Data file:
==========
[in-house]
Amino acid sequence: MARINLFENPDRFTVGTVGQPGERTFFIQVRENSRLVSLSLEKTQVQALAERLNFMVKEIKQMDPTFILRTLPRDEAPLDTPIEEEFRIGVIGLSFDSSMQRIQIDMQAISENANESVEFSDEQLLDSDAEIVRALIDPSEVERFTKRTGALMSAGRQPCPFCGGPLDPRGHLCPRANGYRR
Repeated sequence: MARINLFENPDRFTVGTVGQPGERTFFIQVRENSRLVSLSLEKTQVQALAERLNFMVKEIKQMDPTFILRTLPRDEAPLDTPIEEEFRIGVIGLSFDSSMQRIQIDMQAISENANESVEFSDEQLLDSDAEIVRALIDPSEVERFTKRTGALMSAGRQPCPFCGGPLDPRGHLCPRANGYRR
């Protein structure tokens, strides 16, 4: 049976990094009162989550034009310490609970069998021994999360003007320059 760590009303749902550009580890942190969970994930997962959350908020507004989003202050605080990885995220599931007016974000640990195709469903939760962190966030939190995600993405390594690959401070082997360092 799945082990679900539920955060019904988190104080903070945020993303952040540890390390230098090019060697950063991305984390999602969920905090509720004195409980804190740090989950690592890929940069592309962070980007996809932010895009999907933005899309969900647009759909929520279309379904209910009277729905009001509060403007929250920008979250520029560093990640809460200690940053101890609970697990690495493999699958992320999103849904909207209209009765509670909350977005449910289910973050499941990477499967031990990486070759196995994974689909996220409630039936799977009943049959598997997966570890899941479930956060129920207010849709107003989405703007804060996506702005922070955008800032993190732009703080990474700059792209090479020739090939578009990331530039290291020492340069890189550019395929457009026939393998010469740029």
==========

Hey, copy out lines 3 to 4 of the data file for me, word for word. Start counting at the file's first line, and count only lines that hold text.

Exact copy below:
Repeated sequence: MARINLFENPDRFTVGTVGQPGERTFFIQVRENSRLVSLSLEKTQVQALAERLNFMVKEIKQMDPTFILRTLPRDEAPLDTPIEEEFRIGVIGLSFDSSMQRIQIDMQAISENANESVEFSDEQLLDSDAEIVRALIDPSEVERFTKRTGALMSAGRQPCPFCGGPLDPRGHLCPRANGYRR
């Protein structure tokens, strides 16, 4: 049976990094009162989550034009310490609970069998021994999360003007320059 760590009303749902550009580890942190969970994930997962959350908020507004989003202050605080990885995220599931007016974000640990195709469903939760962190966030939190995600993405390594690959401070082997360092 799945082990679900539920955060019904988190104080903070945020993303952040540890390390230098090019060697950063991305984390999602969920905090509720004195409980804190740090989950690592890929940069592309962070980007996809932010895009999907933005899309969900647009759909929520279309379904209910009277729905009001509060403007929250920008979250520029560093990640809460200690940053101890609970697990690495493999699958992320999103849904909207209209009765509670909350977005449910289910973050499941990477499967031990990486070759196995994974689909996220409630039936799977009943049959598997997966570890899941479930956060129920207010849709107003989405703007804060996506702005922070955008800032993190732009703080990474700059792209090479020739090939578009990331530039290291020492340069890189550019395929457009026939393998010469740029």